What was it like for you to starting out as an entrepreneur?
The reason I love doing these conferences is for me, starting out was like the Bataan Death March. It was a road to hell. There was nobody I could talk to; nobody I could lean on for experience. I didn't have a network. I try to tell these kids that's it's not going to be easy. You're going to fail.
How do you handle failure?
If you can't stand failure, then don't do this. Because I guarantee you, you will fail. And so what if you fail? It's not fatal. It's not final. No one is going to cut your arm off if you fail.
What failures did you learn the most from?
You only learn when it costs you. Free lessons have no value. But when you lose money, that's when you learn.
What lessons came from costly failures?
You could plan, but it doesn't really matter what your plan is because reality always gets in the way of your plans. Nobody ever goes in a straight line from what they thought they were going to do to what they did.
What is one of the best decisions you've made in your business-entrepreneur career?
One of the smartest things I ever did when we cashed out of our stock (of Redbox) was to set up a trust and make my wife the beneficiary of the trust. So I have no access to the money because I would have spent it all. My level for pain has gone up on every project I've done, from $250,000 to $500,000 to $1 million, and that's kind of the natural progression for an entrepreneur. I know my limitations, so I let someone else control the purse strings. I'm like the frog in Petri dish — heating up doesn't seem to get to me.
What advice do you give aspiring young entrepreneurs?
There are two things I tell kids. Everyone wants your time and money. And I will give you one or the other. If I give you my time, I will give it to you freely and unbiased. But if I give you my money, I don't really give a crap about you. Now it's about money. So if I were you, I would take my time. You can always get money, but you can't always get unbiased opinions about things.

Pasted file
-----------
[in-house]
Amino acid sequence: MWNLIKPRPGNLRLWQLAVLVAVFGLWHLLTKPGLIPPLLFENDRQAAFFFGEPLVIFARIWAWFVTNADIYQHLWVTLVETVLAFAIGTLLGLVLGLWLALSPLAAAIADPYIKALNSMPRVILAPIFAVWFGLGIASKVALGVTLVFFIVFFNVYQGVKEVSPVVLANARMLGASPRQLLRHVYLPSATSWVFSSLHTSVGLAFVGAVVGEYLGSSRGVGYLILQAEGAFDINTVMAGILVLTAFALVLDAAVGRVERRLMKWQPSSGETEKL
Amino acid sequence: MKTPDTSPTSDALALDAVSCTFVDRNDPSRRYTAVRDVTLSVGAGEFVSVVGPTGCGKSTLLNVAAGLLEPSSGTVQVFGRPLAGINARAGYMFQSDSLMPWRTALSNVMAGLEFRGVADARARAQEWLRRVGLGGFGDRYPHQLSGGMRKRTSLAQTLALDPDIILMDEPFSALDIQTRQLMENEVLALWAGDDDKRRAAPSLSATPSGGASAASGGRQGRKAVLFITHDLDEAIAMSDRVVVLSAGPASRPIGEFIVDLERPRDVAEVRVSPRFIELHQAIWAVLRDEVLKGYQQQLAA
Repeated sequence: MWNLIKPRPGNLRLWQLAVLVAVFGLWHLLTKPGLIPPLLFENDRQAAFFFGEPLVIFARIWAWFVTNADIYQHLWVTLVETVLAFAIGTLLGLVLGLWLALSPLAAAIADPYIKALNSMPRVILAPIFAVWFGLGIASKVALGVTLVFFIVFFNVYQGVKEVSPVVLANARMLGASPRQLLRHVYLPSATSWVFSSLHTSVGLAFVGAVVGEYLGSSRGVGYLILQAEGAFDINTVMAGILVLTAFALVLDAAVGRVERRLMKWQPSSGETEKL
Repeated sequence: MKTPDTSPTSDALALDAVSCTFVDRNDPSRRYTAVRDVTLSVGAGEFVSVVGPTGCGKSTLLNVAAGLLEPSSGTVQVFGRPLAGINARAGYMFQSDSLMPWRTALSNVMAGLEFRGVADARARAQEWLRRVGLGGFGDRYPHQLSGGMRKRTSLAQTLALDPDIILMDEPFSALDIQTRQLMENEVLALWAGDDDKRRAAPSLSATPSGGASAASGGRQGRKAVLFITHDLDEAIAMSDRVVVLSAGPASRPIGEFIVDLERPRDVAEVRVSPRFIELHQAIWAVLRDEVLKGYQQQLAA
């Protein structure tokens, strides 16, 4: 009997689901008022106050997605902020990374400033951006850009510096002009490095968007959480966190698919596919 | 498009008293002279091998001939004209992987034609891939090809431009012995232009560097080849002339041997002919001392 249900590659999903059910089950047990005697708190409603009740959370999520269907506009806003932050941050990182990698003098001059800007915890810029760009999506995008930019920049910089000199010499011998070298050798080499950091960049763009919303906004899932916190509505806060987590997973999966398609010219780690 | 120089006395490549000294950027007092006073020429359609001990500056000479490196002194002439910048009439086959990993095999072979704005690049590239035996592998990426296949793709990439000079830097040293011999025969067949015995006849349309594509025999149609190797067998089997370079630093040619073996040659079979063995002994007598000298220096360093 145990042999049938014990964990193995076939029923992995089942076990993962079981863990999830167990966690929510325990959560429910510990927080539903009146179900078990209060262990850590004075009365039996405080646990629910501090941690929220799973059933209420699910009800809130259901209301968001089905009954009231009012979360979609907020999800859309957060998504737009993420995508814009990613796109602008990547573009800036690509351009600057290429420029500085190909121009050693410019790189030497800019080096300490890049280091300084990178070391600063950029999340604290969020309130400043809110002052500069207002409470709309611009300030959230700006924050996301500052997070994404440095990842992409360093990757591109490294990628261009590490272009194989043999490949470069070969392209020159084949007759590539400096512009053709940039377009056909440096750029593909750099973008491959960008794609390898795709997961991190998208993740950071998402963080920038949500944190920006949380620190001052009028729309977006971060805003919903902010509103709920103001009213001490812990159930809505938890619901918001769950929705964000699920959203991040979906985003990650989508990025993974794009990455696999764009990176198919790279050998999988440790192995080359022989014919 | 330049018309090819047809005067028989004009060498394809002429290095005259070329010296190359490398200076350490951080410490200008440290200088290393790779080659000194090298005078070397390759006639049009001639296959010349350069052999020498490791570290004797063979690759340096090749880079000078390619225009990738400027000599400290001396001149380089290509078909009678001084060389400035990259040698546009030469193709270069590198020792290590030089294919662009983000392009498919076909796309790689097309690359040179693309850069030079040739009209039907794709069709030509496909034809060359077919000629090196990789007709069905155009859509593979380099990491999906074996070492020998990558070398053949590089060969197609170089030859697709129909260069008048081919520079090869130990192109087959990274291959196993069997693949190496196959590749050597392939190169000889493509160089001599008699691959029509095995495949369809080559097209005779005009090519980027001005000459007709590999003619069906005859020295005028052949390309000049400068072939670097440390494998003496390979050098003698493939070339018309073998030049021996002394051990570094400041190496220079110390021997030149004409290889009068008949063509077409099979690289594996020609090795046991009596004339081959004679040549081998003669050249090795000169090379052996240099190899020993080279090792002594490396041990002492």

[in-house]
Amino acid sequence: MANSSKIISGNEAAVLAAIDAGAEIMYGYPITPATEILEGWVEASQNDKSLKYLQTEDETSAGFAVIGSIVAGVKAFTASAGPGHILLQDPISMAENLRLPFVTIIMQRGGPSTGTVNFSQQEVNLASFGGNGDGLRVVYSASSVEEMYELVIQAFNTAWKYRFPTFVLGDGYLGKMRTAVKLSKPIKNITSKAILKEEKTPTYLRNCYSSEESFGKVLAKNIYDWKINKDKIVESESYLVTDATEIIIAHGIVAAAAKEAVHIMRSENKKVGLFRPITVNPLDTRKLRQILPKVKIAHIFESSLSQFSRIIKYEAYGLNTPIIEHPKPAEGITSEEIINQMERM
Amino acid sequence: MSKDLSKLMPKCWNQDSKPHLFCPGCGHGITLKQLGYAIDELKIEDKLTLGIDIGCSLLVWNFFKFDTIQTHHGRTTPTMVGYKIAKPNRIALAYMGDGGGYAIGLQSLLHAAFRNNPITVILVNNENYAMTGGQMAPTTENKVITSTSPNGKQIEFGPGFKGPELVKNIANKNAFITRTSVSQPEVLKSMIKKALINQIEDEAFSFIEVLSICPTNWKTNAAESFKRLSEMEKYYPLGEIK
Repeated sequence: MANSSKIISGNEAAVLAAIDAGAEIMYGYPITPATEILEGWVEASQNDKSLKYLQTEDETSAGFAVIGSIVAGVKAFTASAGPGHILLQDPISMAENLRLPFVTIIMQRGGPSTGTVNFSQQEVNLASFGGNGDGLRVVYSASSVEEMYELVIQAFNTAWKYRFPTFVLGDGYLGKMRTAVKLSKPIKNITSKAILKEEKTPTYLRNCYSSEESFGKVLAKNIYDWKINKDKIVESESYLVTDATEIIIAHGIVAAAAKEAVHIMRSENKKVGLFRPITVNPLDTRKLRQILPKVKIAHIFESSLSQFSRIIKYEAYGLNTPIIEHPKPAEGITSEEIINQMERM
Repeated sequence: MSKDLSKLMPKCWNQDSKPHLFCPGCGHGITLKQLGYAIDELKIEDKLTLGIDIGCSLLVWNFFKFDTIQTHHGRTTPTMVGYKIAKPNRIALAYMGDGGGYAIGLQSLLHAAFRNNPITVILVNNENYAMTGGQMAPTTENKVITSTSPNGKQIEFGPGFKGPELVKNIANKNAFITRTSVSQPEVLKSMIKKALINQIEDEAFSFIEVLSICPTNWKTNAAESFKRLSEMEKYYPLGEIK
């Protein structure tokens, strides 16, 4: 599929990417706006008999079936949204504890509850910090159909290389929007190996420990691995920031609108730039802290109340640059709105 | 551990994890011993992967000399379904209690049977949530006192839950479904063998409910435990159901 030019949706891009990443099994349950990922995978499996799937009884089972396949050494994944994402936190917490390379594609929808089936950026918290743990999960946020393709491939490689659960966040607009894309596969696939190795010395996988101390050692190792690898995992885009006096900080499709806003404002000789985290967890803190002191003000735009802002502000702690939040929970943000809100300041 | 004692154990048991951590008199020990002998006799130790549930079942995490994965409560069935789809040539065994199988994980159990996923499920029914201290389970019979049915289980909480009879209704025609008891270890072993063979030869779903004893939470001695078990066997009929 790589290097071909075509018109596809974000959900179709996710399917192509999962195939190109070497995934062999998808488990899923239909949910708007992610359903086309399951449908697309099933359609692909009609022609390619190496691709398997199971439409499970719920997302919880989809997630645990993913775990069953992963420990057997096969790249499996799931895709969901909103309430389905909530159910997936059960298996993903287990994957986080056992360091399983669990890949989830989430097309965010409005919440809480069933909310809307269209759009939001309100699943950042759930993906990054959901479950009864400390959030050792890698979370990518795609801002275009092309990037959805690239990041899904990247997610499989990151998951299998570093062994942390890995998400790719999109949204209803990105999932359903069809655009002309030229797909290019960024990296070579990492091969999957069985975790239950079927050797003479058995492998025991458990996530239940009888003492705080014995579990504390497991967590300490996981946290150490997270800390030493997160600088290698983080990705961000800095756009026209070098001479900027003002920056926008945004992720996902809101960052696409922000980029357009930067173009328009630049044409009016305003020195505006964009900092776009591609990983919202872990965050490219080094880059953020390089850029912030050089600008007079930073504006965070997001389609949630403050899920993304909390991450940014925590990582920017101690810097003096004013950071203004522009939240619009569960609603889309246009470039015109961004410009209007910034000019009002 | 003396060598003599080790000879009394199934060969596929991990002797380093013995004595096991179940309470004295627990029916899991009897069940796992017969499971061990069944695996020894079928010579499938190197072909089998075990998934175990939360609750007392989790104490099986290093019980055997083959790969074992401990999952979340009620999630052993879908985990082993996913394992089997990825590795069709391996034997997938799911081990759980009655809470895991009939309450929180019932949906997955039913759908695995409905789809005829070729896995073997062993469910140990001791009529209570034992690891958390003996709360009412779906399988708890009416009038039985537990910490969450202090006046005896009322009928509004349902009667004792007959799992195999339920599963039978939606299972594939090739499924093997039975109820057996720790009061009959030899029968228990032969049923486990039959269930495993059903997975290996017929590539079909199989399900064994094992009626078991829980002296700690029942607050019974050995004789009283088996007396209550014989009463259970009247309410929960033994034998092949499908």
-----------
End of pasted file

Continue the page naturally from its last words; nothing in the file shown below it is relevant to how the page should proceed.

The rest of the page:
What do you look for in the people behind the companies in which you are thinking about investing?
I look for people who are serious, people who have a vision and some drive. If you were the prom king or the prom queen and you're the favorite son of your family, you're probably not going to be a good entrepreneur. But if you were beat down, ignored and have a chip on your shoulder and something to prove, then you have a chance. You need a little bit of angst. You have to have a need to prove something to someone that you can do something.
When I do these presentations I start with the Tom Petty song “I Won't Back Down.” Because sometimes you have to be an ass to be an entrepreneur. There are people who flow downstream and don't bump into anybody. But there are people who flow upstream and bump into people. Those are the people who make others nervous for creating friction. If you don't have that in you, then you probably don't have the drive.
What motivates you to be a better entrepreneur?
Money is so far down the list. It's anger. It's having the desire to beat somebody. I've always competed in sports and one thing I like about sports is you can instantly say 'I won, you lost.' In business I like the same thing. Somewhere down the line is money. But if that's your motivator, it will never be enough.